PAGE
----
ANOTHER UPDATE: I followed up this post with two additional posts outlining the issue that they flagged and a few other things. One was cholesterol, as I suspected, but after three weeks of cutting out savoury and fatty snacks it was back to normal. The other was a dodgy liver function test. I hoped that would just be the fact that I’d been taking omeprazole for a few weeks rather than liver disease. Having stopped drinking any alcohol for three weeks and ceasing the omeprazole the enyzmes were pretty much back to normal. My GP said that it could well be the omeprazole, but also advised on reducing alcohol intake regardless, even though it wasn’t particularly high. Like I say, take part in a trial like this, it helps others but also might give you the wake-up call you need to adjust your lifestyle for the better.
QUICK UPDATE: I had a call back from my GP who has now received the various test results from the study. I have not had my copy. So, I have to pay the surgery a visit…in two days time, so plenty of time to worry about what they found. They told me there would be no call back unless something was amiss. My suspicion is that my cholesterol (which was marginally high in a previous test) was a little bit higher still. Of course, I could be wrong and they may have found something far more sinister. That’s the trouble with being a hypochondriac, you see…always the worried well…or unwell.
Well, I’ve fasted overnight, urinated into a plastic vial, donated half a dozen shots of blood, been exposed to X-rays, had height (just under 6 foot), weight and waist & hips measured (not telling), body fat determined (somewhere between the “average” man at 18–24%), blood pressure recorded (138/72), sipped on a glucose solution and been smeared with water-based lubricant gel, and wired up to heart monitors and O2/CO2 breathing apparatus while marching and running on a treadmill. As I type, a heart monitor remains stuck to a lightly shaved patch on my chest recording each beat for the next week or so while a GPS tracker is hanging from a belt around my waist noting where I am when my pulse races!
Yes, I’m back from participating in the Fenland Study. It’s the full body M.O.T. test courtesy of the Medical Research Council (MRC) Epidemiology Unit.
The urine and bloods will be tested for various disorders, kidney function, liver disease and most importantly for this study, perhaps, diabetes (hence the glucose drink).
DEXA’s midday stunner
The X-rays amount to an additional half hour of background radiation exposure (unlike a conventional chest X-ray, for instance, which is about five-days worth). That scan – dual-emission X-ray absorptiometry (now known as DXA, previously DEXA) is used to determine bone mineral density (BMD) and body fat distribution. The process involves lying on a bed, keeping very still and having two X-ray beams of different frequency, or energy level, aimed at your body. The scan is akin to scanning a document on a flat-bed scanner. Anyway, the picture you see here, is how I look underneath my tee-shirt and scrubs and, in fact, underneath my skin! DXA is the most widely used and most thoroughly studied BMD measurement technology. If you’re at risk of osteoporosis they’re likely to use this scan to assess you.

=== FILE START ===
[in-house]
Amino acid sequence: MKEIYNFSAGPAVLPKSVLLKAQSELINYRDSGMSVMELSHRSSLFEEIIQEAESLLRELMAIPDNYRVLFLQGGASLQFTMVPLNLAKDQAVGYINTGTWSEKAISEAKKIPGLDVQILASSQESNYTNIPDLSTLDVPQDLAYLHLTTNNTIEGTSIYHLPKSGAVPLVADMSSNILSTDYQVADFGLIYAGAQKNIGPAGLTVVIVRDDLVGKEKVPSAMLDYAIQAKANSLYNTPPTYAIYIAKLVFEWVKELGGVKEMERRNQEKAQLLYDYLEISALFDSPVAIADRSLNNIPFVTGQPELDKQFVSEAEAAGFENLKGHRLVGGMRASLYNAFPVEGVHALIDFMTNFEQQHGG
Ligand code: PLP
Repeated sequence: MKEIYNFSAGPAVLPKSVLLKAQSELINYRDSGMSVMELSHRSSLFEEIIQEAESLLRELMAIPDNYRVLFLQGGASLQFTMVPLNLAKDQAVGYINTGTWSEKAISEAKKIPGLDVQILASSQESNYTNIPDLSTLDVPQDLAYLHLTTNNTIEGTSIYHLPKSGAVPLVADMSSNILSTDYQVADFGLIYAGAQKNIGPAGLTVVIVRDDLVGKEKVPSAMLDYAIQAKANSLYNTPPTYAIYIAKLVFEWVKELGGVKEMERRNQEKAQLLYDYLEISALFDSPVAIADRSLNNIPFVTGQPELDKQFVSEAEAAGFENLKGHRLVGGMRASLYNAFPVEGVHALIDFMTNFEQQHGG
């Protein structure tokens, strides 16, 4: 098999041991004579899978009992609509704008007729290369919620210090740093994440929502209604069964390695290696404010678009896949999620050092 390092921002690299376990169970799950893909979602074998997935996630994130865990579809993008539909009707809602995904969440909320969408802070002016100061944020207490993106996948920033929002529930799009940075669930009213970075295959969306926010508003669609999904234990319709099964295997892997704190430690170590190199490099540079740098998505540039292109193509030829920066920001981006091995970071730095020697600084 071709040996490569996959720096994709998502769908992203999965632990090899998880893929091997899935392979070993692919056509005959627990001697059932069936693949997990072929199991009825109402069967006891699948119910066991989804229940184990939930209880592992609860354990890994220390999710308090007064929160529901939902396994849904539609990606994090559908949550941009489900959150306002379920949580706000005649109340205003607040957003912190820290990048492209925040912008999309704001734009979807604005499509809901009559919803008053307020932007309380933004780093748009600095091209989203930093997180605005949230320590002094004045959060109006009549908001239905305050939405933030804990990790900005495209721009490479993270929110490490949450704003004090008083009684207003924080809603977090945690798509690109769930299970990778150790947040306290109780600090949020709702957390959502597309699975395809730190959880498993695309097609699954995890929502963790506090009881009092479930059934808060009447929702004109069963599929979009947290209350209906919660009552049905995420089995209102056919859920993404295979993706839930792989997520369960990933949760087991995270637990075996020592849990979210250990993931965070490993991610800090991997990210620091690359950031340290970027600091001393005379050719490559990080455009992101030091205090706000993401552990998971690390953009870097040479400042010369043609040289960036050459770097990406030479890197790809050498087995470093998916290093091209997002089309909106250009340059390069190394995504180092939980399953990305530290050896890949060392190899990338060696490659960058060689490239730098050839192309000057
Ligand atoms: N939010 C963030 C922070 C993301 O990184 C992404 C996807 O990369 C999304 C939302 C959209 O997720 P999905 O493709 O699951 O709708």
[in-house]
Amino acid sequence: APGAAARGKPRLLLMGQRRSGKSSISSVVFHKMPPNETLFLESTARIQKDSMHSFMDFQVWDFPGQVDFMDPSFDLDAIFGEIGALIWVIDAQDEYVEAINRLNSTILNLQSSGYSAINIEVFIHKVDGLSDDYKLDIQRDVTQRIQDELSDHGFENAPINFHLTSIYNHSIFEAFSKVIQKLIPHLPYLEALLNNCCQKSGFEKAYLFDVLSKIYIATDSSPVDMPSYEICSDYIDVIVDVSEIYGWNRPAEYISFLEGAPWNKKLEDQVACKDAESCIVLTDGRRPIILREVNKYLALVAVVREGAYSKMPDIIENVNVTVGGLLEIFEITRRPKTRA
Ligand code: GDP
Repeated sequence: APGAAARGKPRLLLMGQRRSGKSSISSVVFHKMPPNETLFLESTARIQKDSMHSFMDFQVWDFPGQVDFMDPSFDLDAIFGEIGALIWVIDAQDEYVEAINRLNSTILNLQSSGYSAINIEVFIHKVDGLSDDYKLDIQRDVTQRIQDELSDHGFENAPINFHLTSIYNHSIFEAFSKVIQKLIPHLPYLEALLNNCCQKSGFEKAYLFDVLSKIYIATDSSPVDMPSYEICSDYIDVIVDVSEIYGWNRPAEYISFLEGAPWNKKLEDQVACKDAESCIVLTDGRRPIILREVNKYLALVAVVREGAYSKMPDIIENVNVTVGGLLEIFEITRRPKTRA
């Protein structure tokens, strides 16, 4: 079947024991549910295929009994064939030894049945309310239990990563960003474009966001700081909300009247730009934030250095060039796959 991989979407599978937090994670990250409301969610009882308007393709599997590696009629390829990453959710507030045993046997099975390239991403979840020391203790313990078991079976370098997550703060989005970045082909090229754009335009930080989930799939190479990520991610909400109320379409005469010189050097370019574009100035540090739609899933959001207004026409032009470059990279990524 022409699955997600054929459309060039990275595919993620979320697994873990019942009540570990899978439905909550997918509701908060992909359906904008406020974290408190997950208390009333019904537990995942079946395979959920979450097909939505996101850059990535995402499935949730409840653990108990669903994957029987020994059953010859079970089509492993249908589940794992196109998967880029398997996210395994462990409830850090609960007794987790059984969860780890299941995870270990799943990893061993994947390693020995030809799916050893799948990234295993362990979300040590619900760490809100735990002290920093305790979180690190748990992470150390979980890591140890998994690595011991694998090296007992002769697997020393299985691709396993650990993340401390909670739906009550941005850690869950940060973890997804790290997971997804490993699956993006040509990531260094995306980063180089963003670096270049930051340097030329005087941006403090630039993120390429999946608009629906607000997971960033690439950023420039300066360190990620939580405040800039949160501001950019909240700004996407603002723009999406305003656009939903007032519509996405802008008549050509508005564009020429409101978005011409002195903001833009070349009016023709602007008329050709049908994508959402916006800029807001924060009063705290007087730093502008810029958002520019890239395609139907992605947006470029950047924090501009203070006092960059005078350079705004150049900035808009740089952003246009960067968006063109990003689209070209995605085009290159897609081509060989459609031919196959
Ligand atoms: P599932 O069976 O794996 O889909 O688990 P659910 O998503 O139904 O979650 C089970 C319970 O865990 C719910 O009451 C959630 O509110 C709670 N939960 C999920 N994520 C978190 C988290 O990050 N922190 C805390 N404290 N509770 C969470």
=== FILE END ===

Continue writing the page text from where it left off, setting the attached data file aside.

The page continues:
Anyway, the Fenland Study has been underway since 2005 and randomly selects from patient registers for the regions surrounding Cambridge, Ely and Wisbech. The team recently passed the 5000th person born between 1950 and 1975 and is hoping to assess 5000 more, which will give the research team an excellent over-view of fitness, body metrics and metabolic issues across the population. Interestingly, they recruit people without diabetes and according to a wallchart published at the time they’d assessed 2387 people, they’d spotted 31 undiagnosed cases of type 2 diabetes.
I’ll receive a report some time after I send back the heart monitor and GPS tracker, this will include details of what they found and presumably any suggestions regarding lifestyle, diet and exercises that might be warranted. My physician will also receive a copy of the blood test results and will hopefully not have to give me a follow-up call.
The research at the MRC Epidemiology Unit, which is running the Fenland Study focuses on several key areas:
- The causes of type 2 diabetes and obesity
- The effect of diet and nutrition on type 2 diabetes and obesity
- The effect of physical activity on type 2 diabetes and obesity
- Early growth and development in children and how this affects the likelihood of developing type 2 diabetes
- Strategies for preventing type 2 diabetes, obesity and their related complications
If you get to take part you will not only be assisting medical science and a worthwhile cause you will be saving yourself a few pounds as the whole battery of tests would normally cost about 600GBP to undertake at a UK hospital. All members of the research team are highly skilled, very professional, courteous and offer you a cuppa and a sarnie when they’re finished with your body. Who could ask for anything more?
You cannot ask your GP or anyone else for that matter to add you to the study list, it’s done randomly, but if they offer you the chance to take part, grab it.